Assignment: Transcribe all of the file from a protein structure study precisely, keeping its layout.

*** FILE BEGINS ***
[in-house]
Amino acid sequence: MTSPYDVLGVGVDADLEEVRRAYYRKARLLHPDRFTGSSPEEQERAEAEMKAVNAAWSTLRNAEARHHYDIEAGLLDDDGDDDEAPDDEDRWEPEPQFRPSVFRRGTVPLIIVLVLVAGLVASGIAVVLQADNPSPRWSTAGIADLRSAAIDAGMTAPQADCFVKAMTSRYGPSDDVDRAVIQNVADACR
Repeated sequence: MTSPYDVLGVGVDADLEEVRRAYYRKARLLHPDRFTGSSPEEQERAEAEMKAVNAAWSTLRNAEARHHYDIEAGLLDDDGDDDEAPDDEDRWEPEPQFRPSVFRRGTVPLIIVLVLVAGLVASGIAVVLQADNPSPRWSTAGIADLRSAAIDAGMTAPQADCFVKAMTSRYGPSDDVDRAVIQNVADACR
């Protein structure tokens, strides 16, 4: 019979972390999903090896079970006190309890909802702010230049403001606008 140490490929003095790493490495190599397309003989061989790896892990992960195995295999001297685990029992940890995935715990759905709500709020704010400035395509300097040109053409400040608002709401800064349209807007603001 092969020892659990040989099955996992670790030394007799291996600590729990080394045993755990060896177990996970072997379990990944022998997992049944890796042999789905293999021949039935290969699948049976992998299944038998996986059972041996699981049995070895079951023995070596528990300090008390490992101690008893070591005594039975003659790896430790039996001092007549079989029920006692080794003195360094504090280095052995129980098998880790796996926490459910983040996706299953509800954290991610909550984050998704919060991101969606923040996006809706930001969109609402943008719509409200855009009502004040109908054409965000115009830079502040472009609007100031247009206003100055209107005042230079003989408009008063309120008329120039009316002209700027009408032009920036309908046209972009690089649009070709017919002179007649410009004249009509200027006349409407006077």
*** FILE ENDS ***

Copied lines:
[in-house]
Amino acid sequence: MTSPYDVLGVGVDADLEEVRRAYYRKARLLHPDRFTGSSPEEQERAEAEMKAVNAAWSTLRNAEARHHYDIEAGLLDDDGDDDEAPDDEDRWEPEPQFRPSVFRRGTVPLIIVLVLVAGLVASGIAVVLQADNPSPRWSTAGIADLRSAAIDAGMTAPQADCFVKAMTSRYGPSDDVDRAVIQNVADACR
Repeated sequence: MTSPYDVLGVGVDADLEEVRRAYYRKARLLHPDRFTGSSPEEQERAEAEMKAVNAAWSTLRNAEARHHYDIEAGLLDDDGDDDEAPDDEDRWEPEPQFRPSVFRRGTVPLIIVLVLVAGLVASGIAVVLQADNPSPRWSTAGIADLRSAAIDAGMTAPQADCFVKAMTSRYGPSDDVDRAVIQNVADACR
């Protein structure tokens, strides 16, 4: 019979972390999903090896079970006190309890909802702010230049403001606008 140490490929003095790493490495190599397309003989061989790896892990992960195995295999001297685990029992940890995935715990759905709500709020704010400035395509300097040109053409400040608002709401800064349209807007603001 092969020892659990040989099955996992670790030394007799291996600590729990080394045993755990060896177990996970072997379990990944022998997992049944890796042999789905293999021949039935290969699948049976992998299944038998996986059972041996699981049995070895079951023995070596528990300090008390490992101690008893070591005594039975003659790896430790039996001092007549079989029920006692080794003195360094504090280095052995129980098998880790796996926490459910983040996706299953509800954290991610909550984050998704919060991101969606923040996006809706930001969109609402943008719509409200855009009502004040109908054409965000115009830079502040472009609007100031247009206003100055209107005042230079003989408009008063309120008329120039009316002209700027009408032009920036309908046209972009690089649009070709017919002179007649410009004249009509200027006349409407006077």